La verdad a mi no me importa mucho ni el socialismo, ni soy Uribista, ni nada. Soy de la mentalidad de que todo el mundo puede tener la razón, como dice Fito, “No pertenezco a ningún Ismo”. Pero hay cosas que definitivamente me chocan… ayer escuchando a este tipo, cosa que hice sólo porque mi papá tenía el televisor prendido, me imaginaba yo a Myriam mi vecina destrozando a mi familia en la asamblea simplemente porque no está de acuerdo con que comamos cereal al desayuno, articulando una guerra mientras los demás vecinos la aplauden vigorosamente. La verdad es que Myriam no sabe qué comemos al desayuno y creo que no le importa, al menos no tanto como para hacer un escándalo semejante. También sé que el ejemplo es demasiado simple, pero fue lo primero que pensé en ese momento. Y es porque en general me molesta muchísimo la gente que se mete donde no la han llamado.

Truth of the matter is that I don’t care much for socialism, I’m not pro Uribe, or anything. I’m of the school of thought that believes that everybody in the world could be right, as Fito says, “I don’t belong to any -ism”. But there are some things that certainly make me mad… yesterday I was listening to that guy [Chavez], only because my dad had the tv on, and I was imagining my neighbor Myriam completely shredding my family during assemby simply because she doesn´t agree that we should be eating cereal at breakfast, articulating a war while the other neighbors clap vigorously. As a matter of fact, Myriam doesn´t know what we eat at breakfast and it isn´t any of her business, at least not enough to make such a racket. I also know my example is extremely simple, but it was the first thing that came to mind. Just because in general, it really annoys me when people get into other people´s affairs with no invitation.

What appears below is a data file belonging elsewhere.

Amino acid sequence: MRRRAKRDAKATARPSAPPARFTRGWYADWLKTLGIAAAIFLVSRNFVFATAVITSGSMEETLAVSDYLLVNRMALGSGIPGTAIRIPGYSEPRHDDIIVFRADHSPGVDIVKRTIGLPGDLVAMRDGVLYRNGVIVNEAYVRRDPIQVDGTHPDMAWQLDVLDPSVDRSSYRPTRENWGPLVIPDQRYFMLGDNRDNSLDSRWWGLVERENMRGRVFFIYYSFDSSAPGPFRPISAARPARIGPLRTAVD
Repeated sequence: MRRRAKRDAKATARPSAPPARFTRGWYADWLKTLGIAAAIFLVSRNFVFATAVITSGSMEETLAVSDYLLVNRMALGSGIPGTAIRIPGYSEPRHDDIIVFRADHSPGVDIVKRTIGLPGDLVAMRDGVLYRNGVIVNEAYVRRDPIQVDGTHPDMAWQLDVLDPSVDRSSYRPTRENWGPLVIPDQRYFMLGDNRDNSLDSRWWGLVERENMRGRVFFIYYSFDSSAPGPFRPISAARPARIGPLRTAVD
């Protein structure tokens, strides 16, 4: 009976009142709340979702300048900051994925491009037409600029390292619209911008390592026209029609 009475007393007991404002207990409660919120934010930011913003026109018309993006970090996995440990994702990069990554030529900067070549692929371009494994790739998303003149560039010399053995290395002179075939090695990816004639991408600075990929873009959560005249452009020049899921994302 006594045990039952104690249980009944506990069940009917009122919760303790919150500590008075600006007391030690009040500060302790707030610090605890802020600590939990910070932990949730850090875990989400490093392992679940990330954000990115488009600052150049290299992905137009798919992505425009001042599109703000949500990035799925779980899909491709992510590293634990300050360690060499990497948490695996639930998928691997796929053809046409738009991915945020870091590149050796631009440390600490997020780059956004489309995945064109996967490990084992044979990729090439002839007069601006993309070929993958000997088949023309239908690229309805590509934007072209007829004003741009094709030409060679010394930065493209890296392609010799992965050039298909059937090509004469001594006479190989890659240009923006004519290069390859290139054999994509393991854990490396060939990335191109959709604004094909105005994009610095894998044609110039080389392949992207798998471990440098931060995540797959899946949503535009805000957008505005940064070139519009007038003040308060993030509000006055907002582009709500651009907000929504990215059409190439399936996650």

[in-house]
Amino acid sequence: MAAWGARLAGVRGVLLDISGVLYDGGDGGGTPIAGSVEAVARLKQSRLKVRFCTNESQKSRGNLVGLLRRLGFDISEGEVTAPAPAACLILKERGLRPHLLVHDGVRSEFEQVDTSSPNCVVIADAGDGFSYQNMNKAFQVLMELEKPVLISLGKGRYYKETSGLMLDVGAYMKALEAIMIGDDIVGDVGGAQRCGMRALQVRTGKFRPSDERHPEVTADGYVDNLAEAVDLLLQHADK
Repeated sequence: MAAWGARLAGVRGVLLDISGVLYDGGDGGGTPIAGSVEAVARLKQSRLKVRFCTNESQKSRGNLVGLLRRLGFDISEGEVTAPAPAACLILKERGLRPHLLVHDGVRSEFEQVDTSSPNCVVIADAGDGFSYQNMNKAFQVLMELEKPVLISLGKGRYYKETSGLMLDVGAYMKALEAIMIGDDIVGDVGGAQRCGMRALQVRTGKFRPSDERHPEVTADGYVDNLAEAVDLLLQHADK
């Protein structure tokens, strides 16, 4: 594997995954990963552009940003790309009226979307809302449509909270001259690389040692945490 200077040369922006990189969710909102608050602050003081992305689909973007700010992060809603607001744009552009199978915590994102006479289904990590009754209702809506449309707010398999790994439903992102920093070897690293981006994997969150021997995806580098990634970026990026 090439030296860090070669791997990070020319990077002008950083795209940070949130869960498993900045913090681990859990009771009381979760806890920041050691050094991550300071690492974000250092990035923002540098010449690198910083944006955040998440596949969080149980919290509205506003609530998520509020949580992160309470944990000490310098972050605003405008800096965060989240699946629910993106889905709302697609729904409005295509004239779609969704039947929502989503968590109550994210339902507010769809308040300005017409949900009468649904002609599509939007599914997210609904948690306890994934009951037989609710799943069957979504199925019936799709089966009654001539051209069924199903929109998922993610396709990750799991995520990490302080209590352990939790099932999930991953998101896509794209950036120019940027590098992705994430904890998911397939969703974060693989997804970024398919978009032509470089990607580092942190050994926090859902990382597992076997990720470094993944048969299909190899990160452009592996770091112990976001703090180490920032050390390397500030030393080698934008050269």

Mauricio Duque Arrubla [es] reads around the blogosphere to see what others have been saying about this conflict and wishes to clear things up a bit:

Pero pareciera para muchos extranjeros que el problema en Colombia es si hay o no hay acuerdo humanitario.

Con todo el respeto a los secuestrados y sus familias ese no es el problema. Hay muchos problemas antes de la liberación de los secuestrados (las farc, los paras, el hambre, la desigualdad, la corrupción). No quiere decir que los solucionemos en ese orden y si logramos la liberación de los secuestrados sería mejor noticia que la muerte de ese tipo.

Pero con preocupación leo que lo que piensan muchos europeos es que con la desaparición del asesino se envolata el acuerdo. ¿Y lo demás? No existe para ellos. Y el malo siempre es el gobierno nunca los delincuentes del otro lado.

Se perdió el sentido de las proporciones.

PS: Por más que el gobiero colombiano tuviera razones de sobra para hacer lo que hizo, estuvo mal hecho. El fin no justifica los medios. Pero que lo que pasó es una buena noticia no lo niego. Lo que viene puede no ser tan bueno pero ahí vamos viendo.

But it seems that for many foreigners, the problem in Colombia is if there is or isn´t a humanitarian agreement.
With all due respect to the hostages and their families, that is not the problem. There are many problems coming before the liberation of the hostages (the farc, the paramilitary groups, hunger, inequality, corruption). That doesn´t meen that we have to solve them in that order and that if we manage to get the hostages freed that would be even better news than this man´s death. [Raul Reyes, 2nd in command for the FARC]
But with concern I read that what many Europeans think is that with the dissappearance of this murderer, the agreement dissappears as well. ¿What about the rest? It doesn´t exist for them. And the bad guy always turns out to be the government, never the delinquents on the other end.